Upon leaving the army in January of 1919, Cummings resumed his affair with Elaine Thayer, the wife of his friend Schofield Thayer. Thayer knew and approved of the relationship. In December of 1919 Elaine gave birth to Cummings’ daughter, Nancy, and Thayer gave the child his name. Cummings was not to marry Elaine until 1924, after she and Thayer divorced. He adopted Nancy at this time; she was not to know that Cummings was her real father until 1948. This first marriage did not last long. Two months after their wedding, Elaine left for Europe to settle her late sister’s estate. She met another man during the Atlantic crossing and fell in love with him. She divorced Cummings in 1925.
The early 1920s were an extremely productive time for Cummings. In 1922 he published his first book, The Enormous Room, a fictionalized account of his French captivity. Critical reaction was overwhelmingly positive, although Cummings’ account of his imprisonment was oddly cheerful in tone and freewheeling in style. He depicted his internment camp stay as a period of inner growth. As David E. Smith wrote in Twentieth Century Literature, The Enormous Room’s emphasis “is upon what the initiate has learned from his journey. In this instance, the maimed hero can never again regard the outer world (i.e., ‘civilization’) without irony. But the spiritual lesson he learned from his sojourn with a community of brothers will be repeated in his subsequent writings both as an ironical dismissal of the values of his contemporary world, and as a sensitive, almost mystical celebration of the quality of Christian love.” John Dos Passos, in a review of the book for Dial, claimed that “in a style infinitely swift and crisply flexible, an individual not ashamed of his loves and hates, great or trivial, has expressed a bit of the underside of History with indelible vividness.” Writing of the book in 1938, John Peale Bishop claimed in the Southern Review: “The Enormous Room has the effect of making all but a very few comparable books that came out of the War look shoddy and worn.”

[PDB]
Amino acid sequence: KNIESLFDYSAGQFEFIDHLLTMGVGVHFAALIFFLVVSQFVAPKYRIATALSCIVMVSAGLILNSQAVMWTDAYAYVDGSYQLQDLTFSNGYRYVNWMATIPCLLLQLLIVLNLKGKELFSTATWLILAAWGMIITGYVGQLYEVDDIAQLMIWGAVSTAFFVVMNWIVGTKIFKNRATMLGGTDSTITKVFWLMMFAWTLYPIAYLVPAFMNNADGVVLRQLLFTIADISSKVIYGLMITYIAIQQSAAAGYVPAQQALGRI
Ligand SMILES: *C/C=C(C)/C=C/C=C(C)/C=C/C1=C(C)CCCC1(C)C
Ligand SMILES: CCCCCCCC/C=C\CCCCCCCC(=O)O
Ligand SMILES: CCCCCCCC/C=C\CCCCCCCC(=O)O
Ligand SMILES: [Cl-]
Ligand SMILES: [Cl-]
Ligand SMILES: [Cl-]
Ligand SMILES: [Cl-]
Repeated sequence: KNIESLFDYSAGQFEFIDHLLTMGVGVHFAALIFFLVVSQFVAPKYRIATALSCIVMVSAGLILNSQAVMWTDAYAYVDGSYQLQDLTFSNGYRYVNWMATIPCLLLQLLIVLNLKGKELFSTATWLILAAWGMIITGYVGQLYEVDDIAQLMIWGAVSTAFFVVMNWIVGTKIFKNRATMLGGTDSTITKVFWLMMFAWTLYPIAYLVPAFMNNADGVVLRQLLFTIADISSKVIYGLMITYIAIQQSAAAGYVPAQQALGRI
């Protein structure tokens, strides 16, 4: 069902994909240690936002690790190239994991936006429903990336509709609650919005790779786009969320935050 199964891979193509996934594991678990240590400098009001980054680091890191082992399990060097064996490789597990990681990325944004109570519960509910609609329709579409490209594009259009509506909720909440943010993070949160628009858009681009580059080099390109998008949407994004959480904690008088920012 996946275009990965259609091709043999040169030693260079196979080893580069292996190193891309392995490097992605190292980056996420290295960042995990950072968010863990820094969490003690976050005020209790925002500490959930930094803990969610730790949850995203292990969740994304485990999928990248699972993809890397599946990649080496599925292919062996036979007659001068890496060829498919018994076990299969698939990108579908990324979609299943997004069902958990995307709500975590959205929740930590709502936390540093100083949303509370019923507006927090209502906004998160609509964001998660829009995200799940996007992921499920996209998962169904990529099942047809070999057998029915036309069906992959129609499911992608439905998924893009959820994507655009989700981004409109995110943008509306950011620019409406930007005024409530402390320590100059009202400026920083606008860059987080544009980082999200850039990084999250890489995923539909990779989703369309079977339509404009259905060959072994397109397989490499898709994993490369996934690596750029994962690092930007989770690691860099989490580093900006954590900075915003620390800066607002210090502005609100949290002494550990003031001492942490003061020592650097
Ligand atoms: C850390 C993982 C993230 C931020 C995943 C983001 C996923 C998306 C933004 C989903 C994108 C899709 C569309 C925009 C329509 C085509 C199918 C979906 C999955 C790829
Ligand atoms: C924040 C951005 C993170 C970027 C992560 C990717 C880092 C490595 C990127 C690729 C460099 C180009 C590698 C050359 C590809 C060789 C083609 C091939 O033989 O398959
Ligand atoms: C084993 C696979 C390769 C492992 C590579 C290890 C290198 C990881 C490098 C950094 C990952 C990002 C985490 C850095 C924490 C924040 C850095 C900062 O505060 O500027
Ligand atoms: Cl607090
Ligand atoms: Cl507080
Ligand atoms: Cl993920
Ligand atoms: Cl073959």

Cummings’ first collection of poems, Tulips and Chimneys, appeared in 1923. His eccentric use of grammar and punctuation are evident in the volume, though many of the poems are written in conventional language. “The language of Tulips and Chimneys, ... like the imagery, the verse forms, the subject matter, and the thought, is sometimes good, sometimes bad,” wrote Robert E. Maurer in the Bucknell Review. “But the book is so obviously the work of a talented young man who is striking off in new directions, groping for original and yet precise expression, experimenting in public, that it seems uncharitable to dwell too long on its shortcomings.”
The original manuscript for Tulips and Chimneys was cut down by the publisher. These deleted poems were published in 1925 as &, so titled because Cummings wanted the original book to be titled Tulips & Chimneys but was overruled. Another collection quickly followed: XLI Poems, also in 1925. In a review of XLI Poems for Nation, Mark Van Doren defined Cummings as a poet with “a richly sensuous mind; his verse is distinguished by fluidity and weight; he is equipped to range lustily and long among the major passions.” At the end of 1925 Dial magazine chose Cummings for their annual award of $2,000, a sum equalling a full year’s income for the writer. The following year a new collection, Is 5, was published, for which Cummings wrote an introduction meant to explain his approach to poetry. In the introduction he argued forcefully for poetry as a “process” rather than a “product.”